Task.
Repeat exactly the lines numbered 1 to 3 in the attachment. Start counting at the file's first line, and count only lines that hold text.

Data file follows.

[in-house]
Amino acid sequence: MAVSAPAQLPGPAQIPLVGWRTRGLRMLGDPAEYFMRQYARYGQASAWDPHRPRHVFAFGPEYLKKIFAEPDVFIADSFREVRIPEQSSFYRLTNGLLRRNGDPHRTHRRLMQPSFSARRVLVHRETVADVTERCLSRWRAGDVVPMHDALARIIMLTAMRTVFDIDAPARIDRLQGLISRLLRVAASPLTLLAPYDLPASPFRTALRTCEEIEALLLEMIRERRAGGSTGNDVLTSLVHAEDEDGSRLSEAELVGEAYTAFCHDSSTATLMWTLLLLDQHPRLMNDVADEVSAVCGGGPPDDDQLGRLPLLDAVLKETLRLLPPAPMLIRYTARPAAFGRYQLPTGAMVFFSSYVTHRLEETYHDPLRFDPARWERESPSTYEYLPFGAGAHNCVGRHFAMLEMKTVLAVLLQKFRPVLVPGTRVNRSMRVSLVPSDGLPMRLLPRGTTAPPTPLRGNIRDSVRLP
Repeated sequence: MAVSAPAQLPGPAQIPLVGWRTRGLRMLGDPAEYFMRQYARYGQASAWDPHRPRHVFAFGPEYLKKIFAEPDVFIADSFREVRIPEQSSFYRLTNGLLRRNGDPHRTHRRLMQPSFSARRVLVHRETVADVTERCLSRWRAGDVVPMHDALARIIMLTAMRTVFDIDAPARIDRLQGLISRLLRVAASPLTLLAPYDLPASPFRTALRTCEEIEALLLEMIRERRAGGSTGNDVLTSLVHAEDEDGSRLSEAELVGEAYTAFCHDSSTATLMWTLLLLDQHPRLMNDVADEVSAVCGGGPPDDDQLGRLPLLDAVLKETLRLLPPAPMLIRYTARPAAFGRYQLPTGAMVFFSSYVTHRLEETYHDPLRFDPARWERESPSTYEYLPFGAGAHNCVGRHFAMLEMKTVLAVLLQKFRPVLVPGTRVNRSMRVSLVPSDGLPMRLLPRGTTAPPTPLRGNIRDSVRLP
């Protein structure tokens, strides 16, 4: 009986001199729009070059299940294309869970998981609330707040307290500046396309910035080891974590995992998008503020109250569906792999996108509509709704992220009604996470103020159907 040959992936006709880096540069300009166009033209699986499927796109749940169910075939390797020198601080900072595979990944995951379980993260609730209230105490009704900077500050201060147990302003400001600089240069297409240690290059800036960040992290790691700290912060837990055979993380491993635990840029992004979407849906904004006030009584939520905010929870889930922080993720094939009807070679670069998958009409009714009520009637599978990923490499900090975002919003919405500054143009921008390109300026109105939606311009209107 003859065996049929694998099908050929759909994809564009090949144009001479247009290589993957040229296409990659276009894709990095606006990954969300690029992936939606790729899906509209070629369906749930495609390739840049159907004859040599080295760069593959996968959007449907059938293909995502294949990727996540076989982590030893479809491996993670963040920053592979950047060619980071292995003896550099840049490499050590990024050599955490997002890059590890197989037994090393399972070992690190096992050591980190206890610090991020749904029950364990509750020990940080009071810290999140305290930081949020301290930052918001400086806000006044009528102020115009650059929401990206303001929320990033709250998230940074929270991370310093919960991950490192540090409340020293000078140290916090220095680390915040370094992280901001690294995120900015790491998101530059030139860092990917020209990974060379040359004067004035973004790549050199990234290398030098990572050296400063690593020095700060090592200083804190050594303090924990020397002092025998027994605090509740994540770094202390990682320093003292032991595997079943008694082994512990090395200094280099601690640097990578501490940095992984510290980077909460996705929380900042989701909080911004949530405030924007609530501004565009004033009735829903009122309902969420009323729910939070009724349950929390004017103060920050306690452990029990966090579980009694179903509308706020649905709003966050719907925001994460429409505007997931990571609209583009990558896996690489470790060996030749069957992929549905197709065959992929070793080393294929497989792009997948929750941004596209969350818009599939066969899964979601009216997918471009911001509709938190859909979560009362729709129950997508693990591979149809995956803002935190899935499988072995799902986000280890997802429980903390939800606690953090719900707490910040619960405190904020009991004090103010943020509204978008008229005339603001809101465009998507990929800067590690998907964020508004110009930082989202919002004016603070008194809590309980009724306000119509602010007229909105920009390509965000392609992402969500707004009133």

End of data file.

[in-house]
Amino acid sequence: MAVSAPAQLPGPAQIPLVGWRTRGLRMLGDPAEYFMRQYARYGQASAWDPHRPRHVFAFGPEYLKKIFAEPDVFIADSFREVRIPEQSSFYRLTNGLLRRNGDPHRTHRRLMQPSFSARRVLVHRETVADVTERCLSRWRAGDVVPMHDALARIIMLTAMRTVFDIDAPARIDRLQGLISRLLRVAASPLTLLAPYDLPASPFRTALRTCEEIEALLLEMIRERRAGGSTGNDVLTSLVHAEDEDGSRLSEAELVGEAYTAFCHDSSTATLMWTLLLLDQHPRLMNDVADEVSAVCGGGPPDDDQLGRLPLLDAVLKETLRLLPPAPMLIRYTARPAAFGRYQLPTGAMVFFSSYVTHRLEETYHDPLRFDPARWERESPSTYEYLPFGAGAHNCVGRHFAMLEMKTVLAVLLQKFRPVLVPGTRVNRSMRVSLVPSDGLPMRLLPRGTTAPPTPLRGNIRDSVRLP
Repeated sequence: MAVSAPAQLPGPAQIPLVGWRTRGLRMLGDPAEYFMRQYARYGQASAWDPHRPRHVFAFGPEYLKKIFAEPDVFIADSFREVRIPEQSSFYRLTNGLLRRNGDPHRTHRRLMQPSFSARRVLVHRETVADVTERCLSRWRAGDVVPMHDALARIIMLTAMRTVFDIDAPARIDRLQGLISRLLRVAASPLTLLAPYDLPASPFRTALRTCEEIEALLLEMIRERRAGGSTGNDVLTSLVHAEDEDGSRLSEAELVGEAYTAFCHDSSTATLMWTLLLLDQHPRLMNDVADEVSAVCGGGPPDDDQLGRLPLLDAVLKETLRLLPPAPMLIRYTARPAAFGRYQLPTGAMVFFSSYVTHRLEETYHDPLRFDPARWERESPSTYEYLPFGAGAHNCVGRHFAMLEMKTVLAVLLQKFRPVLVPGTRVNRSMRVSLVPSDGLPMRLLPRGTTAPPTPLRGNIRDSVRLP